Episode 39 with Nico Williams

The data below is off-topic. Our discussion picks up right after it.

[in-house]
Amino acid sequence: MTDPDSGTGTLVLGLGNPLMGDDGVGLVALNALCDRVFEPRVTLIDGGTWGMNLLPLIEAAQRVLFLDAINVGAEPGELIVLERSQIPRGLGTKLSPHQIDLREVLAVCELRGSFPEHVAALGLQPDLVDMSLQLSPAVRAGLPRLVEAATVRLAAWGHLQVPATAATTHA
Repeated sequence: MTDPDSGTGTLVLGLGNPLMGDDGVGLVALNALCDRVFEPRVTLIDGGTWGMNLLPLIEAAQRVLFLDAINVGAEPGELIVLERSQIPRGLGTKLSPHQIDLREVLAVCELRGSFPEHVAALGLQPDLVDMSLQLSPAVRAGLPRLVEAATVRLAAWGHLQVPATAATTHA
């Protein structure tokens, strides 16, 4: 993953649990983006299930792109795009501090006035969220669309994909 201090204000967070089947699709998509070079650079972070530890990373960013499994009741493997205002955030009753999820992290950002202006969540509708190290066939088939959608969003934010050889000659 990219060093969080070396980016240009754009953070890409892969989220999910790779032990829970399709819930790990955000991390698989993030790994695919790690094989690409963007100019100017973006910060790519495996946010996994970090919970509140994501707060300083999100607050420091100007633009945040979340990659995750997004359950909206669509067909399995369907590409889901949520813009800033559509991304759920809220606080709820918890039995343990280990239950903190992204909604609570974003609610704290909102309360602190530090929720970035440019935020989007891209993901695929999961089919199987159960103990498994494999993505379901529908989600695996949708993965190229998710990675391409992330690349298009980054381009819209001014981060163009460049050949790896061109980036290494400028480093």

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This week we welcome Nico Williams Nico Williams, ᐅᑌᒥᐣ (b. 1989) is Anishinaabe and member of Aamjiwnaang First Nation community. He is currently working in Tiohtià:ke | Mooniyang | Montréal. He has a multidisciplinary, often collaborative practice that is centered around sculptural beadwork. Williams is an active member in the urban Indigenous Montreal Arts community, a board member for the Biennale d'art contemporain autochtone (Contemporary Native Art Biennial), and a member of the Contemporary Geometric Beadwork research team. He has taught workshops at The Massachusetts Institute of Technology, NSCAD University, the Indigenous Art Centre, Crown-Indigenous Relations and Northern Affairs Canada (CIRNAC), and Carleton University. His work has been shown internationally and across Canada, including at the Art Museum at the University of Toronto, Musée des beaux-arts Montreal, Musée d’art contemporain de Montreal, Victoria Arts Council (British Columbia), PHI Foundation for Contemporary Art (Tiohtiá:ke), La Guilde (Tiohtiá:ke) and his most recent solo exhibition, Chi-Miigwech at Never Apart (Tiohtiá:ke). Williams’s practice has been featured by National Geographic (2018) and CBC (2021) and is housed in prominent public collections including Musee des beaux-arts Montreal, Musee d’art contemporain de Montreal, The Art Gallery of Ontario, Archives Nationales du Québec, the Ojibwe Cultural Foundation, and the Royal Bank of Canada Art Collection. His first public sculpture, Monument to the Brave, was commissioned in 2020 by the Sick Kids Foundation. Artist statement Using the bright, tactile materiality and relational nature of beadwork, my practice looks at the ways we live through connections with objects, place, and language. Often in collaboration and community with others, I make sculptures that are sometimes highly patterned abstracted geometric forms, sometimes sparkling representations of familiar objects, and always hand-woven from hundreds of glass beads. In their making, these sculptures become points of relation between the multiple hands that wove them as well as the cultural lenses through which different audiences access them. I choose to work with forms and objects that, like beadwork, have an overt—if often overlooked—relationship to gratitude, exchange and commerce, land, and the shaping, morphing ability of language. Sculptural geometries are a meeting point for technologies, stories, and lineages of knowledge. Translating everyday, accessible objects into beadwork re-presents regular things from our daily lives to reattune us to their attraction and code-switching, overlapping, shifting resonances across cultural contexts and modes of identity. This deep layering of held meaning about the connectivity of the past and present, cross-cultural interweaving, and both the harshness and beauty of our current reality shapes and motivates my practice.

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